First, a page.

Cancer drug sponsors won’t have to do separate studies if they can demonstrate that the weight of evidence shows that a given drug is dangerous to developing babies, the FDA said in a final guidance document.
The 13-page document adopts proposals on fetal toxicity studies originally laid out in the International Council for Harmonization’s S9 Nonclinical Evaluation for Anticancer Pharmaceuticals, but it goes further by offering the kinds of information that regulators might consider for the weight of evidence.
The list includes:
- Reproductive findings in humans, such as when a drug is in a class of pharmaceuticals with extensive, publicly available information on potential reproductive effects;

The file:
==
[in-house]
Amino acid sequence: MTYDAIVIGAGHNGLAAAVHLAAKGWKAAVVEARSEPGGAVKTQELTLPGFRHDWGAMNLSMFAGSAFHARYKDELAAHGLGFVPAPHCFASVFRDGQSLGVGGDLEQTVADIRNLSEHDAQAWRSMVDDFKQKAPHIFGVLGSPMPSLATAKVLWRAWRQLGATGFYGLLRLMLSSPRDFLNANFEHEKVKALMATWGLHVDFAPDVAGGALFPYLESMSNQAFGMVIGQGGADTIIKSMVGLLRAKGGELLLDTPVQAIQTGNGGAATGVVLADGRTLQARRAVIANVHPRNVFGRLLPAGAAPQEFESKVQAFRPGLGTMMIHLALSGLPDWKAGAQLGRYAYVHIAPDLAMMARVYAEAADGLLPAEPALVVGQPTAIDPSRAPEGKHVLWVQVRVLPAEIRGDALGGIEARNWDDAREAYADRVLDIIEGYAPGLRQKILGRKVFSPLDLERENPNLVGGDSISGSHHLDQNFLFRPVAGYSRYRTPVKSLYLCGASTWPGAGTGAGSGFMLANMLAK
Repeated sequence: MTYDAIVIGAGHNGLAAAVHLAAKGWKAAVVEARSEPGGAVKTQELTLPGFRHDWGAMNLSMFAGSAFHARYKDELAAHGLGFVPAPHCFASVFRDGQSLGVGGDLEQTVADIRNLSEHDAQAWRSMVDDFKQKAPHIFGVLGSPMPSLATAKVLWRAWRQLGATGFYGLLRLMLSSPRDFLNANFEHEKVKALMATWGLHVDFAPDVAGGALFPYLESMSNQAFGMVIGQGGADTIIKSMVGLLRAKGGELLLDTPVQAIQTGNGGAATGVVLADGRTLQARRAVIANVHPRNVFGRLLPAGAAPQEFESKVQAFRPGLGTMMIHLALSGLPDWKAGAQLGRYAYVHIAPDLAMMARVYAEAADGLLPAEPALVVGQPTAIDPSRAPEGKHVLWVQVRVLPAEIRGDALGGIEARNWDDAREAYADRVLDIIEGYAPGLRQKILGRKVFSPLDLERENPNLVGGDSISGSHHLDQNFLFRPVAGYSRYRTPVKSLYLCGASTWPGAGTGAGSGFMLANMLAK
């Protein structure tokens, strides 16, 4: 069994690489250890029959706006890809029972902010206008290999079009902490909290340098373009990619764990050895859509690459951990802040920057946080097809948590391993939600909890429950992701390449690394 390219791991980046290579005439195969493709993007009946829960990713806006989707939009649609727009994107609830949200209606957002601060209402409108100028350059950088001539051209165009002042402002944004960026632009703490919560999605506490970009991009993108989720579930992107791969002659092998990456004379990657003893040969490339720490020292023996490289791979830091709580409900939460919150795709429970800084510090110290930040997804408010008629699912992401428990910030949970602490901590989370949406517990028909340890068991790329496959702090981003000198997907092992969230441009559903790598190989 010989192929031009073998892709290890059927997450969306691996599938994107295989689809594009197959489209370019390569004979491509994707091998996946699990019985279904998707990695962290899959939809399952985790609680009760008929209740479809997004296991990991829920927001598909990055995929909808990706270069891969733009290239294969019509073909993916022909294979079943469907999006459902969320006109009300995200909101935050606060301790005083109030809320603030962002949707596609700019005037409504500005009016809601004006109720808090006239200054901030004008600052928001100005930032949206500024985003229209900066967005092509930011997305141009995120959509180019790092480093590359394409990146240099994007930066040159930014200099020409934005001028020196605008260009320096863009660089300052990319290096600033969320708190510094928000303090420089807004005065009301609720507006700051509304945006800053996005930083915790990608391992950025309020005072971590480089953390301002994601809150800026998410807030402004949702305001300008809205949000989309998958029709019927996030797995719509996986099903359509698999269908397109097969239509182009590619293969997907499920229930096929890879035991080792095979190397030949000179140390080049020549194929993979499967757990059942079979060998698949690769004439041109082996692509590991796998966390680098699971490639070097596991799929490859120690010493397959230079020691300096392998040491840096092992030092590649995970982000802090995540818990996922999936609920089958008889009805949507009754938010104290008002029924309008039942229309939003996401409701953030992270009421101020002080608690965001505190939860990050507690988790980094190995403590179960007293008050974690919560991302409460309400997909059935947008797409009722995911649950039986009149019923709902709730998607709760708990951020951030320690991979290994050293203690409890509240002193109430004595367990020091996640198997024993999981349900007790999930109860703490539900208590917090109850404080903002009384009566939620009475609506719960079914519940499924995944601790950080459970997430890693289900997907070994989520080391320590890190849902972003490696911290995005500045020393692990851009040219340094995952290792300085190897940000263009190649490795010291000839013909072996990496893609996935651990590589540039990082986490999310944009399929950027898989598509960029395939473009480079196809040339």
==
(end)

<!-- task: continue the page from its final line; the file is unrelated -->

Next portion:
- Findings from genetically modified animals or models using pharmacologic inhibition;
- Data from a surrogate model, if it’s available and the “target biology in the animal species is relevant”;
- A review of the existing literature; or
- Use of alternative assays, such as fit-for-purpose in vitro or ex vivo, or nonmammalian in vivo assays.